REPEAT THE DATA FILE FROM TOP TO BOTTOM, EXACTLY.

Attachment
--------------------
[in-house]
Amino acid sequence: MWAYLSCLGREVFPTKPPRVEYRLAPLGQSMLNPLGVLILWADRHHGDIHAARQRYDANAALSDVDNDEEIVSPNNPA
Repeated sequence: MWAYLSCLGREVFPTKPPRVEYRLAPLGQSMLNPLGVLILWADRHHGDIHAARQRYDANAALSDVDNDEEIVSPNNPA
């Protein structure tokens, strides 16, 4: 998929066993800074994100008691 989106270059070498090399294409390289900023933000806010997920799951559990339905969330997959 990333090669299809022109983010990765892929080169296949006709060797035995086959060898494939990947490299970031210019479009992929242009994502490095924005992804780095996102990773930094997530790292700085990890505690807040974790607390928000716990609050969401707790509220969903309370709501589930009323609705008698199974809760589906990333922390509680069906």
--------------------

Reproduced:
[in-house]
Amino acid sequence: MWAYLSCLGREVFPTKPPRVEYRLAPLGQSMLNPLGVLILWADRHHGDIHAARQRYDANAALSDVDNDEEIVSPNNPA
Repeated sequence: MWAYLSCLGREVFPTKPPRVEYRLAPLGQSMLNPLGVLILWADRHHGDIHAARQRYDANAALSDVDNDEEIVSPNNPA
């Protein structure tokens, strides 16, 4: 998929066993800074994100008691 989106270059070498090399294409390289900023933000806010997920799951559990339905969330997959 990333090669299809022109983010990765892929080169296949006709060797035995086959060898494939990947490299970031210019479009992929242009994502490095924005992804780095996102990773930094997530790292700085990890505690807040974790607390928000716990609050969401707790509220969903309370709501589930009323609705008698199974809760589906990333922390509680069906």